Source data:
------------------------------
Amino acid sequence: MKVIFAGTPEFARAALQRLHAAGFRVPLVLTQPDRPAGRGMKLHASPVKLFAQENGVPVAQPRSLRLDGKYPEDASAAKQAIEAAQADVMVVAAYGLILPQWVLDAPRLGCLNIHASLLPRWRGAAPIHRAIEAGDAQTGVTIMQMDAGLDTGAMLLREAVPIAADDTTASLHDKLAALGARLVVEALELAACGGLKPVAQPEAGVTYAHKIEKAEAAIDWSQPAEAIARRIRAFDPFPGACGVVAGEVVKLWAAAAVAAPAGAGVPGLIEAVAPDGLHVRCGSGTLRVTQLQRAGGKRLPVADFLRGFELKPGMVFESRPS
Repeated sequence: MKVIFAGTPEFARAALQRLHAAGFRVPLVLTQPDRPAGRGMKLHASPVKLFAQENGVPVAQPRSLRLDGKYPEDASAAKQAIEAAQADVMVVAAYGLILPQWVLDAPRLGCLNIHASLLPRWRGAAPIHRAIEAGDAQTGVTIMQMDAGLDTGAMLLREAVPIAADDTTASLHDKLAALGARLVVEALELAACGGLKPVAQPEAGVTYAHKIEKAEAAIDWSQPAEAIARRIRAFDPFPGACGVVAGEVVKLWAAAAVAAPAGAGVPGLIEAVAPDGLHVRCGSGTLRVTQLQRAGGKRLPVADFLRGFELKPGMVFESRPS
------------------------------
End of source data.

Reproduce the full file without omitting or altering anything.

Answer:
Amino acid sequence: MKVIFAGTPEFARAALQRLHAAGFRVPLVLTQPDRPAGRGMKLHASPVKLFAQENGVPVAQPRSLRLDGKYPEDASAAKQAIEAAQADVMVVAAYGLILPQWVLDAPRLGCLNIHASLLPRWRGAAPIHRAIEAGDAQTGVTIMQMDAGLDTGAMLLREAVPIAADDTTASLHDKLAALGARLVVEALELAACGGLKPVAQPEAGVTYAHKIEKAEAAIDWSQPAEAIARRIRAFDPFPGACGVVAGEVVKLWAAAAVAAPAGAGVPGLIEAVAPDGLHVRCGSGTLRVTQLQRAGGKRLPVADFLRGFELKPGMVFESRPS
Repeated sequence: MKVIFAGTPEFARAALQRLHAAGFRVPLVLTQPDRPAGRGMKLHASPVKLFAQENGVPVAQPRSLRLDGKYPEDASAAKQAIEAAQADVMVVAAYGLILPQWVLDAPRLGCLNIHASLLPRWRGAAPIHRAIEAGDAQTGVTIMQMDAGLDTGAMLLREAVPIAADDTTASLHDKLAALGARLVVEALELAACGGLKPVAQPEAGVTYAHKIEKAEAAIDWSQPAEAIARRIRAFDPFPGACGVVAGEVVKLWAAAAVAAPAGAGVPGLIEAVAPDGLHVRCGSGTLRVTQLQRAGGKRLPVADFLRGFELKPGMVFESRPS